By the way some people talk about duplicate content, you’d think it was on par with selling drugs to kids on street corners.
“Don’t allow for duplicate content or Google will penalize you?”
“If you have duplicate content out there, you ‘ll lose your SEO ranking.”
“If you have duplicate content, that freaky demon that crawls out the TV in The Grunge will come for you.”
And here’s the thing: I can’t blame these people. There is so much false or, at best, misleading information on the internet about this topic. (I know. Crazy right? Misleading information on the internet?)
Duplicate vs copied
But here’s the truth. Duplicate content in-and-of-itself is not “bad,” and Google does not summarily penalize you for it. In fact, there are plenty of examples of duplicate content you might not even know exists:
- When you have both http: and https: versions of your site
- Versions of your site with and without the www (e.g. www.yoursite.com and yoursite.com)
- Multiple descriptions of an item for sale on different shopping sites
- Printer versions of a web page
- Podcast descriptions on the podcast’s main site and the web pages of the corresponding podcast distribution sites for the episodes.
Google recognizes that there are naturally-occurring or “innocent” versions of duplicate content where there is no nefarious motive. But don’t take my word for it. On a group Q&A session with Andrey Lipattsev, Google’s Search Quality Senior Strategist, he makes the distinction between duplicate and copied content (it starts at 4:16):
Basically, “duplicate” content represents content which, through no deceptive means, is duplicated across your domain or multiple domains. Google’s help center defines it as:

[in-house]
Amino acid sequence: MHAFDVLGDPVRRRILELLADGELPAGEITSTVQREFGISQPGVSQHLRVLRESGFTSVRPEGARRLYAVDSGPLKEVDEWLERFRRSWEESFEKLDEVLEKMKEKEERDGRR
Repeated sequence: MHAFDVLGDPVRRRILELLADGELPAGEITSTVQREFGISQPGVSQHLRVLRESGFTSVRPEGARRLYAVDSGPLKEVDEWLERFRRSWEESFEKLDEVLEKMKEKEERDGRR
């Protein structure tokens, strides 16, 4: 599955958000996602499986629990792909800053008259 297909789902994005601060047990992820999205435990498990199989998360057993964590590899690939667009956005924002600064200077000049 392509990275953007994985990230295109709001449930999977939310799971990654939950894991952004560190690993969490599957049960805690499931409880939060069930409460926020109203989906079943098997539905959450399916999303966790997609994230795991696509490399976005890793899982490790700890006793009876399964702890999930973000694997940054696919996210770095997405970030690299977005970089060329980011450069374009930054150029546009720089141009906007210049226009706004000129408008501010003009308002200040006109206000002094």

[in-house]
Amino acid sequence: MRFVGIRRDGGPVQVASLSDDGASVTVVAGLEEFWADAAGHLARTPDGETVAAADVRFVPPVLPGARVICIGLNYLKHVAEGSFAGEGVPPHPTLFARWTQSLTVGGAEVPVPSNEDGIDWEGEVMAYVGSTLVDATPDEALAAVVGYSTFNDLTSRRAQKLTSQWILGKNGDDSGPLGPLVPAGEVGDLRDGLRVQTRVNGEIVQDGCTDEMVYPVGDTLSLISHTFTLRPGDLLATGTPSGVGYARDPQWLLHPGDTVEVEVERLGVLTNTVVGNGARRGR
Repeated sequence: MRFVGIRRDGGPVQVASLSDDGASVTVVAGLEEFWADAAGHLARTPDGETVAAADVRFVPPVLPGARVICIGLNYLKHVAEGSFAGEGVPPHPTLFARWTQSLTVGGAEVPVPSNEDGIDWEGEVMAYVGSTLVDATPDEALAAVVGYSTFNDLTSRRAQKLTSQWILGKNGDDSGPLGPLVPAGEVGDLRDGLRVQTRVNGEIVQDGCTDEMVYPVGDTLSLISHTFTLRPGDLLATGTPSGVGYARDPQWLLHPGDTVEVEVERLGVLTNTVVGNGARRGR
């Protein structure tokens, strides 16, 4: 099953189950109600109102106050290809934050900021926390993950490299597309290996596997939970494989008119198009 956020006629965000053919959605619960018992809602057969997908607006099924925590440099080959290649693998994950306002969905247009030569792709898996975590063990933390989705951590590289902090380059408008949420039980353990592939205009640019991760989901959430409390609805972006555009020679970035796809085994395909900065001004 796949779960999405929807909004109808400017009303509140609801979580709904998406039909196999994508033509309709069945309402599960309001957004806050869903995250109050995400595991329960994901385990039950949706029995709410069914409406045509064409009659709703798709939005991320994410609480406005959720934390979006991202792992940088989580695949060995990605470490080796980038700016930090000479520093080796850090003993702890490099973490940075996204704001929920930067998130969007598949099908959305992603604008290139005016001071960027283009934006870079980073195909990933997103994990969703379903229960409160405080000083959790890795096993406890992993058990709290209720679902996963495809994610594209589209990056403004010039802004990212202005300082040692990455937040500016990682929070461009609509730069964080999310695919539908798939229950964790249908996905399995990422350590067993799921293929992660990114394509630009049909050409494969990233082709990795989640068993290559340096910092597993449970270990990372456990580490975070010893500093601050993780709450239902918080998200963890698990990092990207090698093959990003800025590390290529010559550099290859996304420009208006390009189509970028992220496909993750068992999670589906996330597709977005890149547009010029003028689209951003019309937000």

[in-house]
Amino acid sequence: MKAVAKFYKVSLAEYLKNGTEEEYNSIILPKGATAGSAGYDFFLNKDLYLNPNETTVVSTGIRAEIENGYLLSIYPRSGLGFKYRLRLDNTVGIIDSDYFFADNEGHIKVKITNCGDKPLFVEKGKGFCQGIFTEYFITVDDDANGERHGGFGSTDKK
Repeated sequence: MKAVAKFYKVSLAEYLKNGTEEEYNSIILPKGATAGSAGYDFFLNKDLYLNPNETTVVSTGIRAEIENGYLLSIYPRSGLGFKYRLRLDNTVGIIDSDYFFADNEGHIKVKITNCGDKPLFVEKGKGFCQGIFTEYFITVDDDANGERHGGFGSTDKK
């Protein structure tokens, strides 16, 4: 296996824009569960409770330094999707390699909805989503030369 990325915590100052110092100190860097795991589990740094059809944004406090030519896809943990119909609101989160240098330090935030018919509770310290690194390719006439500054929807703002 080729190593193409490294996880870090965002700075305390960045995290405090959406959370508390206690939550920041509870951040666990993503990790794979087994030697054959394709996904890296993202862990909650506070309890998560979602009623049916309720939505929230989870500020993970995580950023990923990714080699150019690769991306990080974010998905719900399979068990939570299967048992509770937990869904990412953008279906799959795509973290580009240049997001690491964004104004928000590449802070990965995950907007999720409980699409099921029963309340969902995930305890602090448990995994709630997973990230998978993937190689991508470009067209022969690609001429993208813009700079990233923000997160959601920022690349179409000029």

…substantive blocks of content within or across domains that either completely match other content or are appreciably similar. Mostly, this is not deceptive in origin (emphasis mine).
That last part is the key. The kind of content that people worry about when they say things like “You can’t have duplicate content,” is what Lipattsev was mentioning in the video. This is copied content or purposeful actions by creators to try to trick the Google bots into ranking their site (e.g. spam or scraper sites).
Why and when duplicate content should concern you
Just because Google might not specifically penalize a site for being a duplicate, that doesn’t mean there isn’t a legitimate concern to acknowledge. Specifically, making sure that it is your site that Google serves or ranks higher on the SERP (search engine results page).
The way Google works, it takes all the sites that would qualify to be served on a SERP. A group of pages that have duplicate content would be clustered and it is from that cluster Google determines which one to rank high. And therein lies the rub. Your site might not necessarily be the one Google ranks higher.
Let me demonstrate with one of my own old sites. A few years ago I ran a podcast called Radio Film School. When I Google “radio film school episode 3,” here are the top search results:
The webpage for the episode is the fifth result on the SERP. The corresponding episode webpages for Apple podcasts, iHeart Radio, and Radio Public all appear first.
First, recognize that here you have four examples of duplicate content. None of the pages are “penalized” per se. They are all indexed and appear in the top five search results. But the page I might otherwise want to be ranked first is not. Why?